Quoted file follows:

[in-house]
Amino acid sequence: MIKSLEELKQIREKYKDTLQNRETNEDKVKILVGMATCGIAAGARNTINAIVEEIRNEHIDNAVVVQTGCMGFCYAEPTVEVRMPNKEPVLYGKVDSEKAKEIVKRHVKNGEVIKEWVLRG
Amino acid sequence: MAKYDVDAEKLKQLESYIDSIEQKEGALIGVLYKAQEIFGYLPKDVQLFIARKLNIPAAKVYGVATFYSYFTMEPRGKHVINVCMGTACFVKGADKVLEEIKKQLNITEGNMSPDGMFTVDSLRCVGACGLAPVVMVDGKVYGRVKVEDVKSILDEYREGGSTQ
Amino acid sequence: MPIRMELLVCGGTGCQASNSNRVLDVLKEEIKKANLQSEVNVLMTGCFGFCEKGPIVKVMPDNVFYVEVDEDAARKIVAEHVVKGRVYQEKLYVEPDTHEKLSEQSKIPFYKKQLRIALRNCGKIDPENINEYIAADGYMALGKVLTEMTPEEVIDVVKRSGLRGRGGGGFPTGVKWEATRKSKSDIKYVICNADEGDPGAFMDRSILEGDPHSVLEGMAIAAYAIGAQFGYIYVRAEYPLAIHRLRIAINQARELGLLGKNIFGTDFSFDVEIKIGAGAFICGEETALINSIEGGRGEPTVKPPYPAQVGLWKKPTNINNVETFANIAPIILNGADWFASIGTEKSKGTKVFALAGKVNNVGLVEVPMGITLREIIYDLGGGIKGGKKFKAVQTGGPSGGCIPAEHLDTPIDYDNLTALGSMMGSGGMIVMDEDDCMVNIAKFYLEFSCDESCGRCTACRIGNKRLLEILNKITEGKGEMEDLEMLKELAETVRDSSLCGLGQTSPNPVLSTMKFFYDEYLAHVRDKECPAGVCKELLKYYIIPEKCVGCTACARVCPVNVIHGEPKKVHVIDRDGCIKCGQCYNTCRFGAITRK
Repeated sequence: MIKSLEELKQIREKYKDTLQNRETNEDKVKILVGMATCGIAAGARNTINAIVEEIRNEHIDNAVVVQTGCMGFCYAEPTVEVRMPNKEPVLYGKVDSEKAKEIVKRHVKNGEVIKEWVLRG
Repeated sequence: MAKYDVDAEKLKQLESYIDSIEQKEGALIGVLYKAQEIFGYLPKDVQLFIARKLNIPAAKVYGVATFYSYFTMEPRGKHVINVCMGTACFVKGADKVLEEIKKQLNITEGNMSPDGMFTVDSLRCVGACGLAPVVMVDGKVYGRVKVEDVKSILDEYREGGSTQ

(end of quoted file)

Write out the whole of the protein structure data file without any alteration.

[in-house]
Amino acid sequence: MIKSLEELKQIREKYKDTLQNRETNEDKVKILVGMATCGIAAGARNTINAIVEEIRNEHIDNAVVVQTGCMGFCYAEPTVEVRMPNKEPVLYGKVDSEKAKEIVKRHVKNGEVIKEWVLRG
Amino acid sequence: MAKYDVDAEKLKQLESYIDSIEQKEGALIGVLYKAQEIFGYLPKDVQLFIARKLNIPAAKVYGVATFYSYFTMEPRGKHVINVCMGTACFVKGADKVLEEIKKQLNITEGNMSPDGMFTVDSLRCVGACGLAPVVMVDGKVYGRVKVEDVKSILDEYREGGSTQ
Amino acid sequence: MPIRMELLVCGGTGCQASNSNRVLDVLKEEIKKANLQSEVNVLMTGCFGFCEKGPIVKVMPDNVFYVEVDEDAARKIVAEHVVKGRVYQEKLYVEPDTHEKLSEQSKIPFYKKQLRIALRNCGKIDPENINEYIAADGYMALGKVLTEMTPEEVIDVVKRSGLRGRGGGGFPTGVKWEATRKSKSDIKYVICNADEGDPGAFMDRSILEGDPHSVLEGMAIAAYAIGAQFGYIYVRAEYPLAIHRLRIAINQARELGLLGKNIFGTDFSFDVEIKIGAGAFICGEETALINSIEGGRGEPTVKPPYPAQVGLWKKPTNINNVETFANIAPIILNGADWFASIGTEKSKGTKVFALAGKVNNVGLVEVPMGITLREIIYDLGGGIKGGKKFKAVQTGGPSGGCIPAEHLDTPIDYDNLTALGSMMGSGGMIVMDEDDCMVNIAKFYLEFSCDESCGRCTACRIGNKRLLEILNKITEGKGEMEDLEMLKELAETVRDSSLCGLGQTSPNPVLSTMKFFYDEYLAHVRDKECPAGVCKELLKYYIIPEKCVGCTACARVCPVNVIHGEPKKVHVIDRDGCIKCGQCYNTCRFGAITRK
Repeated sequence: MIKSLEELKQIREKYKDTLQNRETNEDKVKILVGMATCGIAAGARNTINAIVEEIRNEHIDNAVVVQTGCMGFCYAEPTVEVRMPNKEPVLYGKVDSEKAKEIVKRHVKNGEVIKEWVLRG
Repeated sequence: MAKYDVDAEKLKQLESYIDSIEQKEGALIGVLYKAQEIFGYLPKDVQLFIARKLNIPAAKVYGVATFYSYFTMEPRGKHVINVCMGTACFVKGADKVLEEIKKQLNITEGNMSPDGMFTVDSLRCVGACGLAPVVMVDGKVYGRVKVEDVKSILDEYREGGSTQ